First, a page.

Take the 2-minute tour ×
Stack Overflow is a question and answer site for professional and enthusiast programmers. It's 100% free, no registration required.

So I've been pigeon-holed into writing some Jython code. I've been using the latest version of Eclipse IDE with the PyDev plugin for development. Up until now, things have been moderately tolerable. I've gotten all my Python scripts working and I'm successfully including a couple of JAR files and the class directory of another Java project as external dependencies. Everything seems to run fine through the Eclipse IDE.

Now I need to package everything up and deploy it. From what I can gather, the best way to do this would be to package everything up in a JAR file. The Jython documentation suggests starting out with the jython.jar file and adding to it. OK. So I modify my main python module and start adding all my python source to the JAR.

It executes but of course can't find all the external dependencies.

How is one supposed to add the external JAR files so that they are correctly seen by the Jython interpreter? How is one supposed to manage more complex dependencies in a setup like this?

Is there a plugin for Eclipse or maybe something like Ant or Maven that can handle all of these steps for me with the push of a button?

I can't be the first person that has needed to deploy Jython code with complex dependencies can I?

share|improve this question
add comment

2 Answers 2

up vote 3 down vote accepted

I've made some headway on getting this all working so I thought I would put some notes here in case they help anyone else out. I'd still like to hear from others on their experiences trying to put together something like this.

It turns out that Eclipse as of 3.5 has a project export option for Java -> Runnable JAR File. If you use this option, you can point to a Java main class in the export wizard. You also have the option to have it repackage all the JARs that you are dependent on in your new JAR file. Make sure to check the box to save the export as an ANT build so that you can repeat the process quickly. NOTE that the first time you do this through the interface, it may fail, but it will still have created a JAR file.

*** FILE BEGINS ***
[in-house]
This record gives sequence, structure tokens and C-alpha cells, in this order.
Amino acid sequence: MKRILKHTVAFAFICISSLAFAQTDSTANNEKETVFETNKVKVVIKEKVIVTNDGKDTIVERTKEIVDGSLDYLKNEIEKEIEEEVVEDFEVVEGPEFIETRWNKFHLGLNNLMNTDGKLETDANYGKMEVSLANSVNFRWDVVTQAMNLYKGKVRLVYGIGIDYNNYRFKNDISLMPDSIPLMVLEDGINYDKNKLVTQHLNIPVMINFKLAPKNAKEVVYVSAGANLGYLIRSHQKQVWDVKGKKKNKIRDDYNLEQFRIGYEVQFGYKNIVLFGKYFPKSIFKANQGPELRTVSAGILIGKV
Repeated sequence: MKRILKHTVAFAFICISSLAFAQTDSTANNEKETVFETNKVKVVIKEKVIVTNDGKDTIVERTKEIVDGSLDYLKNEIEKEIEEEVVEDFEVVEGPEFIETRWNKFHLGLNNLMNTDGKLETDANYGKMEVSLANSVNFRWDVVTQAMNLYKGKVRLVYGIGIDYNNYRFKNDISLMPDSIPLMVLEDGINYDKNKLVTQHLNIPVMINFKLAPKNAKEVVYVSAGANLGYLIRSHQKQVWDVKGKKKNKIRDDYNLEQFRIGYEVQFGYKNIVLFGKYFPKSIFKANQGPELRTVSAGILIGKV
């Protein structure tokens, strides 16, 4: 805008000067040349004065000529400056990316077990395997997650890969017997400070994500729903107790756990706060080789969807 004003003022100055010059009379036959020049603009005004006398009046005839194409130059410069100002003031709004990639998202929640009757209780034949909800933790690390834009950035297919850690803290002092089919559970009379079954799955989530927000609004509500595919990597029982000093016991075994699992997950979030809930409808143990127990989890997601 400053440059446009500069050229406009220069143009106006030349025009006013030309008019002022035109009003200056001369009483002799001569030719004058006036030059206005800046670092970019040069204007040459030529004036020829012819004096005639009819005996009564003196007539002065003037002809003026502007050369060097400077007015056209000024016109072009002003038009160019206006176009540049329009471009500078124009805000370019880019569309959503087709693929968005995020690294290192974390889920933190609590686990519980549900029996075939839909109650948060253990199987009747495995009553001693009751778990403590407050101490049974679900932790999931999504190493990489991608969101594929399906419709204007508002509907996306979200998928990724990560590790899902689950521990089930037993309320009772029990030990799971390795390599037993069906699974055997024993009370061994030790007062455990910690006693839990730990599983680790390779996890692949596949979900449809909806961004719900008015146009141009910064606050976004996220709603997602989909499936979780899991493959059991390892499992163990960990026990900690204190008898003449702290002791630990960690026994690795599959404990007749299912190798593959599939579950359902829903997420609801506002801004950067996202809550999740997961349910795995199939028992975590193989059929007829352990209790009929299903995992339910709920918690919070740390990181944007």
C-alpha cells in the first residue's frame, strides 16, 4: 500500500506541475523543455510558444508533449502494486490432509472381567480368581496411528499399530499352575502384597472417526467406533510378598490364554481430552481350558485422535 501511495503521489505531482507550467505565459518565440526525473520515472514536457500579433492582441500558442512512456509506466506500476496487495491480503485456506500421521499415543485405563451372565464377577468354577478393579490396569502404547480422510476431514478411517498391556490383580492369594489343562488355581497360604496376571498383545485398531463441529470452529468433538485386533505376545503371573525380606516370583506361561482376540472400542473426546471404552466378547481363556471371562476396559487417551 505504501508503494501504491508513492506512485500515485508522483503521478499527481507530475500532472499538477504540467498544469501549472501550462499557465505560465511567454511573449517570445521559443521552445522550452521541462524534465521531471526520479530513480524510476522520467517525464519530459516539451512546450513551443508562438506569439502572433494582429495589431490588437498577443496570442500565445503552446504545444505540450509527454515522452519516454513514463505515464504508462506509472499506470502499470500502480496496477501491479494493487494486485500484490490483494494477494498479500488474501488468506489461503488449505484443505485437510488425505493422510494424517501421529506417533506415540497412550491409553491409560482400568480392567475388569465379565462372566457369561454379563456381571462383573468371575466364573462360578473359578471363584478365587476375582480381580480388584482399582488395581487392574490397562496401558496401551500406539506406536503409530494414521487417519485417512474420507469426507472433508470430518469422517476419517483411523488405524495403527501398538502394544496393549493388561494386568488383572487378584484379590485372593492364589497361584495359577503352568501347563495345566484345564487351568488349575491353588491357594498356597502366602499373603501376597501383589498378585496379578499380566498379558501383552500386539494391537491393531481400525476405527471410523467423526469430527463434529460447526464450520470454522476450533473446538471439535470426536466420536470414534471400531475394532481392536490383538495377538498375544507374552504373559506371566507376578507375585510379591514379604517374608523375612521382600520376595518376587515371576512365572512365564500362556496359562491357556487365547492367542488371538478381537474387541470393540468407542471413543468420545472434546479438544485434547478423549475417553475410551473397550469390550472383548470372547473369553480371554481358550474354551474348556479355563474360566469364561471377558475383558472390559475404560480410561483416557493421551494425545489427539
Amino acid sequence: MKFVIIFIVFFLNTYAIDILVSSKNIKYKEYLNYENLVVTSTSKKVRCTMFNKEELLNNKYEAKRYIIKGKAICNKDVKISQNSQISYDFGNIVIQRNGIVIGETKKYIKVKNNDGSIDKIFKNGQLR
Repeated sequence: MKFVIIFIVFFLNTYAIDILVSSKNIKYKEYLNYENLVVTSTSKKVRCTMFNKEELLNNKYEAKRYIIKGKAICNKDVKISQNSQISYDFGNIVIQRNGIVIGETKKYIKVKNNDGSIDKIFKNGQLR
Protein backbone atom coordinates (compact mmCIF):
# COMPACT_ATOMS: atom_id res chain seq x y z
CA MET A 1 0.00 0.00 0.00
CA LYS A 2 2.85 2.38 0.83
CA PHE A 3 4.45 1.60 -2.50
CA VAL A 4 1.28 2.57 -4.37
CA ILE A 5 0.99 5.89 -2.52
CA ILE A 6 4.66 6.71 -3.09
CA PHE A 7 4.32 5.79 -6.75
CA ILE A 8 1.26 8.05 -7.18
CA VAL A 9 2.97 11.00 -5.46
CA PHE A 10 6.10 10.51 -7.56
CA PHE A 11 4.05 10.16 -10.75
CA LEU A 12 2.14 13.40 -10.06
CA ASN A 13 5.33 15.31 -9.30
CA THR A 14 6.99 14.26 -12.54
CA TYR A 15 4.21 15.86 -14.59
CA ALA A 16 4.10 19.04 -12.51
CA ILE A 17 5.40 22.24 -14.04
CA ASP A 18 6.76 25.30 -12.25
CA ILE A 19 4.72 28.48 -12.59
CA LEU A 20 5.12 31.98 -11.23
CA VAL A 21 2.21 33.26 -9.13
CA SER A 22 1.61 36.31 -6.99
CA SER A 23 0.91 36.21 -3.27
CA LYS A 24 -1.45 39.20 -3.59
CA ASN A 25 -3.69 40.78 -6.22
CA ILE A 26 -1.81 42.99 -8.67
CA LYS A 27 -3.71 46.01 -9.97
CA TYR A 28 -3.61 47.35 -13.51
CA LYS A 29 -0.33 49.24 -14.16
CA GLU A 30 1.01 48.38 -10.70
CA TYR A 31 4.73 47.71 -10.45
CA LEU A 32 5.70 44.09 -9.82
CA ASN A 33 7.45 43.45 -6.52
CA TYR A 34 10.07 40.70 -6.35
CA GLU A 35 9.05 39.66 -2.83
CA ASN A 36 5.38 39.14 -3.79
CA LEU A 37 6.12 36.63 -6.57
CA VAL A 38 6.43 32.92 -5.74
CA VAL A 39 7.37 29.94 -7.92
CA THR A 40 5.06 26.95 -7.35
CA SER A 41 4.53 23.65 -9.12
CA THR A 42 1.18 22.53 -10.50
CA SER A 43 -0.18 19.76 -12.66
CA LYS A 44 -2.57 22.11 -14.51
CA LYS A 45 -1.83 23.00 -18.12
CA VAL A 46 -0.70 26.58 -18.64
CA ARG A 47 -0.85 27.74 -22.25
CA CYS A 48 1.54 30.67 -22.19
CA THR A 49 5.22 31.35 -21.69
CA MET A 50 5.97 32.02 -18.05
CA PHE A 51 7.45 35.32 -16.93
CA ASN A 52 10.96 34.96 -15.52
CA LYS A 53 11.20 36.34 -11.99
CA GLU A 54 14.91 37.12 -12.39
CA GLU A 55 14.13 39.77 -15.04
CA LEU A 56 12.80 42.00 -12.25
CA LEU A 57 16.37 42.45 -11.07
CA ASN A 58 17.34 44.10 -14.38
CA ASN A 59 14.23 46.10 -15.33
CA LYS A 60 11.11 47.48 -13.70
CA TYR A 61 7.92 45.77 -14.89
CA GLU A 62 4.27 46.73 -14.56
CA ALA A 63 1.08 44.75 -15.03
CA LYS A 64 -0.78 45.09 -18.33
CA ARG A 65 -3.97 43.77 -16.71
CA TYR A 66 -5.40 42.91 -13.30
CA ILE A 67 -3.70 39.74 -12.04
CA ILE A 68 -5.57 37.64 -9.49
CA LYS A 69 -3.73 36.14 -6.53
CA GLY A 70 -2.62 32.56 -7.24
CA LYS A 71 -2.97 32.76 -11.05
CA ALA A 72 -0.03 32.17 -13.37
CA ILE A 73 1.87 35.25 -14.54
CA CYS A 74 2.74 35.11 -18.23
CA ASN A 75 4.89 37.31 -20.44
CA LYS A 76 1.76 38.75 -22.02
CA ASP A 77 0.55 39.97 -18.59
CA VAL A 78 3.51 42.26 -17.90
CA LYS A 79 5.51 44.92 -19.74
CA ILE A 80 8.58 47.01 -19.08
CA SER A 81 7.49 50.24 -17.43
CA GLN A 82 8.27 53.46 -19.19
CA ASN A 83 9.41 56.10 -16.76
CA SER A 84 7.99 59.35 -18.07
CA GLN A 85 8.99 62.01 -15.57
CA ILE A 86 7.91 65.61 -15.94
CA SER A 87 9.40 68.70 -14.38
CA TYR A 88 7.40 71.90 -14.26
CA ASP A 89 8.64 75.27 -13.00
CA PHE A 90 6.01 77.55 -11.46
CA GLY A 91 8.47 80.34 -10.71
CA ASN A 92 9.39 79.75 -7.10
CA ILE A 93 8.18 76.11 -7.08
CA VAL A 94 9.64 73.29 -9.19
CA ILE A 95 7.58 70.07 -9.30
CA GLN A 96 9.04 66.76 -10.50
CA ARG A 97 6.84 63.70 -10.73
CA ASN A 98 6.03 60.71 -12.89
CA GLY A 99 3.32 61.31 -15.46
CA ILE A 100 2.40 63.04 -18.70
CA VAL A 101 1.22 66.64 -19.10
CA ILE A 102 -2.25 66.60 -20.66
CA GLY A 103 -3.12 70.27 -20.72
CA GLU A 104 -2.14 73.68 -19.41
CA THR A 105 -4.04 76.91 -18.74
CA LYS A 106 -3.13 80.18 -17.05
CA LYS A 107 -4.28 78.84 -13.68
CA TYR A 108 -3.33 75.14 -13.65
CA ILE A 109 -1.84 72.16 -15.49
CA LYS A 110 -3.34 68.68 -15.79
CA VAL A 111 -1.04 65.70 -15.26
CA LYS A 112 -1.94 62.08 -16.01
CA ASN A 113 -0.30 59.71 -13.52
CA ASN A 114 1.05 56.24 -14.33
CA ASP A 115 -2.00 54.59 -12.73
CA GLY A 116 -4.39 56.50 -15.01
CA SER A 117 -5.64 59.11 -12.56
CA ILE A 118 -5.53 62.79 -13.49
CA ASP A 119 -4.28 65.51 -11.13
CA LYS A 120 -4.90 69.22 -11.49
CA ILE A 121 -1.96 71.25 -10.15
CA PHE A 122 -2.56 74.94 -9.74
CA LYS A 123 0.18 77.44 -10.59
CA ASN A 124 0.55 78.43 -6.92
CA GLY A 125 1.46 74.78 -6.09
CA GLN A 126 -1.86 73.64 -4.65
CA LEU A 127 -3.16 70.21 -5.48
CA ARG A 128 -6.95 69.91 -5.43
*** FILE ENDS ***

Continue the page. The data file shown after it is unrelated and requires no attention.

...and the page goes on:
Now here's where it gets strange. To track all the dependencies, I am still using a mostly incomplete Maven build in my project. I create the Maven .POM file. And I told Maven what my external JAR dependency was. I then told Maven to do a dependency update for me. It pulled everything into my Maven repository as expected.

Now when I do my ANT build, it appears that it is getting its list of JARs to include in the final build from Maven. I'm not really sure if it is supposed to work that way. I'm also not 100% sure that it is working. I guess I'll find out when I have to add another external JAR to the project.

Anyways, if you follow this question you'll see that you can take the latest builds of Jython and pull the org.python.util.JarRunner.java file out and use it in your own project. This is you Java.main class that you will need to point your ANT build at. From there, convert your main Python/Jython script to be the run script that was talked about in that question.

Next, build up another copy of the Jython JAR file in your Jython directory. This one should have the /Lib directory pulled into the JAR. Save that off and then point your Eclipse IDE Jave Build option for your PyDev project at that JAR as an external dependency. Your JarRunner will now work and execute the run.py file under Jython.

If all that works, you should then be able to rerun the ANT exported build from earlier and you will end up with a single JAR file that you can execute on the command line as:

java -jar {yourjar} args

And distribute to your customers without any additional dependencies.

If that all seems a little bit convoluted, it is. If anyone has a better way of setting this all up using Eclipse, please let me know.

share|improve this answer
add comment

Make your life easier and just use Maven and the mavenjython compile plugin.

See my answer of this question: Using Jython with Maven

You get full automation of the build and deploy process, and the result is a jar that includes jython and all other dependencies.

share|improve this answer
add comment

Your Answer


By posting your answer, you agree to the privacy policy and terms of service.

Not the answer you're looking for? Browse other questions tagged or ask your own question.